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A zero on national tests

National | Overly cautious GOP leaders seem to hand Clinton a win

Issue: "Walk the Talk," Nov. 15, 1997

Republicans were put to the test last week on a key education issue, and conservatives gave the resulting compromise a barely passing grade. With the witching hour of fall recess approaching, lawmakers were scrambling to finish up last-minute business, but the president's proposal to develop national tests in reading and math was proving difficult to deal with. The Education Department's $80 billion budget hung in the balance as President Clinton threatened to veto a major appropriations bill if he didn't get the needed funding for his tests. On October 30, conservatives, who had vowed to block national testing at all costs, started hearing things go bump in the night. It turned out to be the House leadership fumbling another opportunity to confront the president on an issue that looked winnable.

The House had voted earlier, by an overwhelming 295 to 125 margin, to bar the administration from spending any Education Department funds to develop national tests. Because the Senate failed to include such a provision in its appropriations bill, the issue went to a House-Senate Conference Committee. Rep. Bill Goodling (R-Pa.), chairman of the House Education Committee and a strong opponent of national testing, says House GOP leaders promised him the right to sign off on any compromise reached by the conference committee. Like his conservative supporters, Mr. Goodling argued that national testing would inevitably lead to a nationally mandated curriculum for all schools.

Under pressure to adjourn by Nov. 7, conferees on Oct. 30 approved a compromise without first checking with Mr. Goodling. The Pennsylvania Republican responded angrily, charging House leaders with breaking a promise and caving in on the testing issue. In a memo to Newt Gingrich faxed to conservative supporters, Mr. Goodling accused the Speaker of cutting a deal that violated "the Republican philosophy of making sure that education decisions are decided on the local level and not in closed-door meetings in Washington or by this city's bureaucracy." In another memo to his Republican colleagues, Mr. Goodling mocked the Speaker's promise that he would have final approval on any compromise language. Quoting a fellow Republican, Mr. Goodling noted that "that promise was made at 11:15 a.m.-wait until you see what the next hour will bring."

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Scrambling to avoid another confrontation with disgruntled conservatives, House leaders insisted that the compromise was merely a matter of miscommunication and said they had never approved such a move. A Gingrich spokesman told WORLD that "Chairman Goodling has primary responsibility for the compromise, and we've been consistent with that position throughout." But Appropriations Committee members countered that they would never have approved the compromise plan over the objections of Mr. Goodling without the blessing of the leadership.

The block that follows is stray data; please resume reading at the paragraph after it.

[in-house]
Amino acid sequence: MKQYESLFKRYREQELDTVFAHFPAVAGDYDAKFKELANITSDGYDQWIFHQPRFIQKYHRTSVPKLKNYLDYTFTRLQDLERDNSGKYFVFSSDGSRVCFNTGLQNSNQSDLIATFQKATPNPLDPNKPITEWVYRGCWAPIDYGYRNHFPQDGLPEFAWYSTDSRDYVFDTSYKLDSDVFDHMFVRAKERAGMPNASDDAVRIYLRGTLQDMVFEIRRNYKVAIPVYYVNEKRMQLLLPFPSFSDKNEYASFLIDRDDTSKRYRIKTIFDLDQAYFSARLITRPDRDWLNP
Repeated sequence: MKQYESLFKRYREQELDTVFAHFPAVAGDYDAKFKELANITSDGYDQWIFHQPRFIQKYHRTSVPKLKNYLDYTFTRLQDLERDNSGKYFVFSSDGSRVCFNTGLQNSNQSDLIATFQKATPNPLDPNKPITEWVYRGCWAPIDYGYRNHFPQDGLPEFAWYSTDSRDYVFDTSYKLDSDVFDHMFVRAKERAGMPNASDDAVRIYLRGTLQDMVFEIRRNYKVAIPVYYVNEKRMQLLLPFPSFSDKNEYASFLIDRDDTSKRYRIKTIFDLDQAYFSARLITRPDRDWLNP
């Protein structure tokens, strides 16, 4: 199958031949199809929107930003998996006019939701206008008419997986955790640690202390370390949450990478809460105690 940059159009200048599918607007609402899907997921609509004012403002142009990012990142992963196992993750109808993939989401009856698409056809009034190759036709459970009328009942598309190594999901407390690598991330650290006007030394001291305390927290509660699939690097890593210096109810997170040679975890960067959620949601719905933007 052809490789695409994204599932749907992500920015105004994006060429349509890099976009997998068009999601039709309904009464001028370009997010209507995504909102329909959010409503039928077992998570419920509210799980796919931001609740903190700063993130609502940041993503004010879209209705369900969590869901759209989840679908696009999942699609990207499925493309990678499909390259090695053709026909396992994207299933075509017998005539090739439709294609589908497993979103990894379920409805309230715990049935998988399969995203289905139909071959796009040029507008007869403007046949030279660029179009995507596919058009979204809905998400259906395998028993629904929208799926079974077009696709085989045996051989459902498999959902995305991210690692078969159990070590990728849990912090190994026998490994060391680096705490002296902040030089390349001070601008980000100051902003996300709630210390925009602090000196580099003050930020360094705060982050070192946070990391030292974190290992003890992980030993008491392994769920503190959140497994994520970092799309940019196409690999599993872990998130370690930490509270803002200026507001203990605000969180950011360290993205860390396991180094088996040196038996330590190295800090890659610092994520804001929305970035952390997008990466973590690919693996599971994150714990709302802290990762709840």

Finally, a week after the initial blowup, negotiators reached a compromise of sorts. Although test development will go on as planned, a divided GOP won White House approval for a year-long study by the National Academy of Sciences to see whether a scale could be developed to link results from the patchwork of existing state tests. This would give the president the data he wants, without extending the power of the federal Education Department.

Another key provision of the compromise prohibits any pilot testing or field testing of the exams before fiscal year 1999, giving conservatives another chance to kill the whole program next year. "We will mount vigorous efforts in the spring to totally stop this thing," says a top Republican aide, adding that development of a valid exam is all but impossible apart from simultaneous pilot testing. "We have dead-ended development of this test," the aide says. "There's just not much they can do [without pilot tests]."

But the Clinton Administration has proven effective at getting around the will of Congress before, so there is little doubt that development of national tests will proceed one way or another. Once development money is spent, critics charge, it becomes that much harder to scrap the tests. The time to make a stand was last week, they say.

"The party was begging for a winning issue in education," says Martin Hoyt, a lobbyist for the American Association of Christian Schools, which strongly opposed the testing proposal. "This should have been the one. We had the support of the black caucus, the Hispanic caucus, and a moderate Republican [Mr. Goodling] whose committee had jurisdiction, and we still couldn't win. There's a problem with leadership when you can't win with all those elements. They're stymied by fear and demoralization. It's like a guy who gets hit by a pitch in baseball and doesn't want to get back in the box. They're afraid of a veto. They just want to get the session over with and get out of here."

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